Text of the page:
How to Read Linux Boot Logs to Check Used Keys using FoundriesFactory

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Posted on Feb 2, 2022 by Daiane Angolini

5 min read


The secure Linux platform, provided by is leveraged by several layers of signed binaries which are verified during boot time. Some layers use proprietary source code (such as the secure boot on some architectures) and other layers are part of well known open source projects (such as U-Boot and Linux Kernel).

This article details how to read the available Linux log and artifacts from a booting machine, in order to detect the verification mechanism executed during a normal boot.

Boot sequence

A common Linux boot sequence starts with the execution of the content of a ROM software/firmware just after the power on. This ROM software/firmware then instructs the processor to jump to another software, the secondary program loader (SPL). Some architectures (i.e. i.​MX family) support the verification of the SPL image during this jump which is performed by hardware (RoT).

For those cases, the boot sequence is as shown in the following diagram:

Boot Sequence Diagram

The hardware has the ways to verify the SPL binary, which has the information to verify the file u-boot.itb.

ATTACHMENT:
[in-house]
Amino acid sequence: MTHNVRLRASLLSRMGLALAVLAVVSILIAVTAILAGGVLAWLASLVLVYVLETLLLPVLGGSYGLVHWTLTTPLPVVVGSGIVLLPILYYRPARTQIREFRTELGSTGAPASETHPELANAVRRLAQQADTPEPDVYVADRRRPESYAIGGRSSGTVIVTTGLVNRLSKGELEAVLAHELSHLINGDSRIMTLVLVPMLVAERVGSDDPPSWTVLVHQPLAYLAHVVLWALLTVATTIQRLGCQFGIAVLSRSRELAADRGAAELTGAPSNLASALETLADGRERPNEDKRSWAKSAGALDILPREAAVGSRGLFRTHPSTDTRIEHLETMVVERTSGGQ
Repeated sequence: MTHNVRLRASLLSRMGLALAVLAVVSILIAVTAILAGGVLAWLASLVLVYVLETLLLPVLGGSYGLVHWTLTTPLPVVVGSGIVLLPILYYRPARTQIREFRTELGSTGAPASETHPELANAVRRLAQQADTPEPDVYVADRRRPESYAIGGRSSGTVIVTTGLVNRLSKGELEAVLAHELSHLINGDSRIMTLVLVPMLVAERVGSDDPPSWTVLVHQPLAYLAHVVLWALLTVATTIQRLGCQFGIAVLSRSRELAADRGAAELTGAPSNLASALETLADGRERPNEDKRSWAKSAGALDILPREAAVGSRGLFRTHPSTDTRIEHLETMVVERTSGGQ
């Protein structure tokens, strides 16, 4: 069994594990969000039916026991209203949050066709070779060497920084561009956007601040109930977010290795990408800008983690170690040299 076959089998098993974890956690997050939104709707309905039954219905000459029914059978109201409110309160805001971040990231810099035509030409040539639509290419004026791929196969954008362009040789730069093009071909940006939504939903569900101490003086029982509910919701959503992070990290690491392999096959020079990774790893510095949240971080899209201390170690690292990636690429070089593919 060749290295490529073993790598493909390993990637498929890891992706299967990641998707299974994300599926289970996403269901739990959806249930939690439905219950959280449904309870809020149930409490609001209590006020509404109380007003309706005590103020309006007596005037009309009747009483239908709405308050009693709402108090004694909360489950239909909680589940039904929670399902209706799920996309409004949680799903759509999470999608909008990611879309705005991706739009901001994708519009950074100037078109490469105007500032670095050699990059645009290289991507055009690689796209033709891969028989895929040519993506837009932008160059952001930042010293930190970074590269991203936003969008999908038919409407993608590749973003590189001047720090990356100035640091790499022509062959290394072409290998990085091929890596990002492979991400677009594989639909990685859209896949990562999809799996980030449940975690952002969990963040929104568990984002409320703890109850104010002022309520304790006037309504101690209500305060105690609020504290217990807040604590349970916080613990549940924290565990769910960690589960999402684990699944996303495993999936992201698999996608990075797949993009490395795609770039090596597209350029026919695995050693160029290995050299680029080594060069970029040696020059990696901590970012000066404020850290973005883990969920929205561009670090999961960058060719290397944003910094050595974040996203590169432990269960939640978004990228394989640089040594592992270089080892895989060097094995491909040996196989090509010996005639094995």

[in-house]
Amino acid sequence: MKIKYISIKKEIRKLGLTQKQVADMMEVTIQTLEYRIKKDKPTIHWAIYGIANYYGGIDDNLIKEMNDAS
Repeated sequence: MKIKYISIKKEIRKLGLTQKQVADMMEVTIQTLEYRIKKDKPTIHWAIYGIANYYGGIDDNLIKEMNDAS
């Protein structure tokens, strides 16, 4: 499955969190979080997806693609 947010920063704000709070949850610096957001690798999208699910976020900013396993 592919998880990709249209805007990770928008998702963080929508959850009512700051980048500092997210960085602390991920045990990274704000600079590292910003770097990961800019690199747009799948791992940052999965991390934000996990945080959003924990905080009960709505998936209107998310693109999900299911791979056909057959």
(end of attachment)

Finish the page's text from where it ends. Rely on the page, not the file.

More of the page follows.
The file u-boot-itb has the information to load, execute and verify TF-A, OP-TEE and U-Boot proper.

The U-Boot proper then loads, executes and verifies the Linux Kernel image and any DTB file. The Linux Kernel modules (in tree and external drivers built as modules) are verified by kernel when they are loaded.

It is common that when an image is loaded and verified, a log prints the details for each boot phase.

Following the Linux boot logs

Secure boot

Using the following UUU script, it is possible to check the HAB status of a board and double check if this is using secure boot or not.

uuu_version 1.2.39

SDP: boot -f SPL-mfgtool

SDPV: delay 1000
SDPV: write -f u-boot-mfgtool.itb
SDPV: jump

FB: ucmd hab_status


The log of the board booting and the result of the command hab_status from a closed imx6ullevk-sec.

U-Boot 2020.04+fio+gcbb11e17ea (Aug 12 2021 - 23:27:31 +0000)

CPU:   i.MX6ULL rev1.1 900 MHz (running at 396 MHz)
CPU:   Commercial temperature grade (0C to 95C) at 48C
Reset cause: POR
Model: i.MX6 ULL 14x14 EVK Board
Board: MX6ULL 14x14 EVK
DRAM:  480 MiB
WDT:   Started with servicing (128s timeout)
[*]-Video Link 0 (480 x 272)
        [0] lcdif@21c8000, video
In:    serial
Out:   serial
Err:   serial
flash target is MMC:1
Fastboot: Normal
Boot from USB for uuu

Secure boot enabled

HAB Configuration: 0xcc, HAB State: 0x99
No HAB Events Found!

No HAB events are found because the booted image is signed with the same keys fused to the board. This board is closed.

SPL loads TF-A, OP-TEE and U-Boot proper

With the instructions from Flash your Device. Paying attention to the boot log for the U-Boot we have:

U-Boot SPL 2020.04+fio+gcbb11e17ea (Aug 12 2021 - 23:27:31 +0000)
Trying to boot from MMC1
SPL: Booting primary boot path: using 0x8a offset for next boot image
sha256,rsa2048:ubootdev+ ## Checking hash(es) for Image optee ... sha256+ OK
## Checking hash(es) for Image uboot ... sha256+ OK
## Checking hash(es) for Image ubootfdt ... sha256+ OK